Werner 1899 1 hp 217 cc 1 cyl aiv 2908
Werner 1899 1 HP 217 cc AIV engine # 684
The Brothers Eugene and Michel Werner start their experiments with a De Dion type petrol engine in 1896.
By the end of 1897 they consider their machine ready to be put on the market: it’s presented at the Salon du Cycle in December 1897 under the name of ‘motocyclette” and this word will soon become the generic French word for “motor cycle”.
The little 91cc engine with bore x stroke dimensions of 44x60mm is placed in front of the steering head and has a surface carburetor and hot tube ignition.
It has two solid external flywheels, it produces some ¾ HP and runs at a maximum of 1,000 rpm.
The cast iron crankcase is split horizontally and the engine and its accessories weigh some 14 kg.
The engine drives the front wheel through a round belt via a pulley that is fixed to the left side of the front forks.
The open-fire ignition system and the considerable weight in front of the steering head are a risky combination: on slippery or wet roads the machine is sometimes difficult to control and riders regularly experience their mount catching fire when they skid.
During a run, the position of the engine in combination with the crude exhaust system and the blow lamp for the hot tube ignition also create less desirable fumes close to the face of the rider.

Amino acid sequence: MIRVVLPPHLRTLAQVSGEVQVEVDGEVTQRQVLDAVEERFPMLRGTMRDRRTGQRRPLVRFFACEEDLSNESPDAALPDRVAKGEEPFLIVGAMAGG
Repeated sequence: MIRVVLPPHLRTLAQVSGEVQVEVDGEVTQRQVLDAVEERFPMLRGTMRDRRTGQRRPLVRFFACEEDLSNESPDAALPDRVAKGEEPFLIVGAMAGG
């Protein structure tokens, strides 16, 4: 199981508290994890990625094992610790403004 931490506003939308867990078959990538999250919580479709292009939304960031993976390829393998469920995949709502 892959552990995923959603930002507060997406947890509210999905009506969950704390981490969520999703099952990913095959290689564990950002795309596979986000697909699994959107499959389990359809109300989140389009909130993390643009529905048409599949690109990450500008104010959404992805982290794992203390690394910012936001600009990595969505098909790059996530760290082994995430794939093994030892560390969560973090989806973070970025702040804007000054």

In spite of these imperfections the motocyclette catches on and 300 are sold in 1898.
For 1899 substantial improvements are made: the engine is redesigned and made lighter, it now has a vertically split aluminium crankcase and lighter, open flywheels.
Bore x stroke are now 62x72mm, giving a capacity of 217cc and a power output of 1 HP.
In April 1899 another important improvement is made when the engine gets electrical ignition.
The makers claim a top speed of 40km for their 1899 model.
Werners show excellent results in competition and long distance runs and according to factory information 500 machines find a customer in 1899.
This rare, very early Werner is in as found contition .